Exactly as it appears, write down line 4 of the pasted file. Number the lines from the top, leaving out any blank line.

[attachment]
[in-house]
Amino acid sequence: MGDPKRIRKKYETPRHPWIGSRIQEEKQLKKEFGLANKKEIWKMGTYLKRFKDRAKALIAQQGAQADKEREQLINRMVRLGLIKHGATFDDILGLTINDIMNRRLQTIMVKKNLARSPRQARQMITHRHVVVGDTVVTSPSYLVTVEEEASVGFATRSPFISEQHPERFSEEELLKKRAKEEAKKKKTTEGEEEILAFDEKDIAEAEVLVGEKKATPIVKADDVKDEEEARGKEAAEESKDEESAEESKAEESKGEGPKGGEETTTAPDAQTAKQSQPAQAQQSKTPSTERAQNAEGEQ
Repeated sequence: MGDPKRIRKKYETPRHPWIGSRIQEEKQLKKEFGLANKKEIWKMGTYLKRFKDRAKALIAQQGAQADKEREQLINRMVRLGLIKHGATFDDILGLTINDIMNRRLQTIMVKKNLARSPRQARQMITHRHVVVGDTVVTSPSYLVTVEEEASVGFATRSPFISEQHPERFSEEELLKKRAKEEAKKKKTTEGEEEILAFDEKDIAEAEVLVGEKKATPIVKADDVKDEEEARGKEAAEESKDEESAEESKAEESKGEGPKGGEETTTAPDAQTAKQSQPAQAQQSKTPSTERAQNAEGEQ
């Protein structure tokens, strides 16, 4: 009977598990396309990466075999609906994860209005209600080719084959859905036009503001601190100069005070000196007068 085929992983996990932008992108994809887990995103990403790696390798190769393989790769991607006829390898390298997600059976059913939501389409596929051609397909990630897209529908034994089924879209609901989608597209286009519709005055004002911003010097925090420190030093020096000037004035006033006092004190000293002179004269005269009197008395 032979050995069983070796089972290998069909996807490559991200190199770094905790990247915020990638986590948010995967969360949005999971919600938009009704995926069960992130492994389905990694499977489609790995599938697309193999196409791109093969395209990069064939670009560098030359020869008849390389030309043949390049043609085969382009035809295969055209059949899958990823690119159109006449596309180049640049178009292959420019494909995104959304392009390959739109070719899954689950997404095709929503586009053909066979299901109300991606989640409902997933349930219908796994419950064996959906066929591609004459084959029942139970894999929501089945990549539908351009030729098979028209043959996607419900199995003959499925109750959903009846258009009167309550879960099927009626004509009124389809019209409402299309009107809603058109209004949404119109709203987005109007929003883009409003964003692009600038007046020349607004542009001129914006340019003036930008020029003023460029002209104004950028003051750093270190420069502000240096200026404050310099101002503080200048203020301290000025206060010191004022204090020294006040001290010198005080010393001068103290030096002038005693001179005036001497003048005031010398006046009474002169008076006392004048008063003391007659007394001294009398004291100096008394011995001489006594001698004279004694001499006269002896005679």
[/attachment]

């Protein structure tokens, strides 16, 4: 009977598990396309990466075999609906994860209005209600080719084959859905036009503001601190100069005070000196007068 085929992983996990932008992108994809887990995103990403790696390798190769393989790769991607006829390898390298997600059976059913939501389409596929051609397909990630897209529908034994089924879209609901989608597209286009519709005055004002911003010097925090420190030093020096000037004035006033006092004190000293002179004269005269009197008395 032979050995069983070796089972290998069909996807490559991200190199770094905790990247915020990638986590948010995967969360949005999971919600938009009704995926069960992130492994389905990694499977489609790995599938697309193999196409791109093969395209990069064939670009560098030359020869008849390389030309043949390049043609085969382009035809295969055209059949899958990823690119159109006449596309180049640049178009292959420019494909995104959304392009390959739109070719899954689950997404095709929503586009053909066979299901109300991606989640409902997933349930219908796994419950064996959906066929591609004459084959029942139970894999929501089945990549539908351009030729098979028209043959996607419900199995003959499925109750959903009846258009009167309550879960099927009626004509009124389809019209409402299309009107809603058109209004949404119109709203987005109007929003883009409003964003692009600038007046020349607004542009001129914006340019003036930008020029003023460029002209104004950028003051750093270190420069502000240096200026404050310099101002503080200048203020301290000025206060010191004022204090020294006040001290010198005080010393001068103290030096002038005693001179005036001497003048005031010398006046009474002169008076006392004048008063003391007659007394001294009398004291100096008394011995001489006594001698004279004694001499006269002896005679």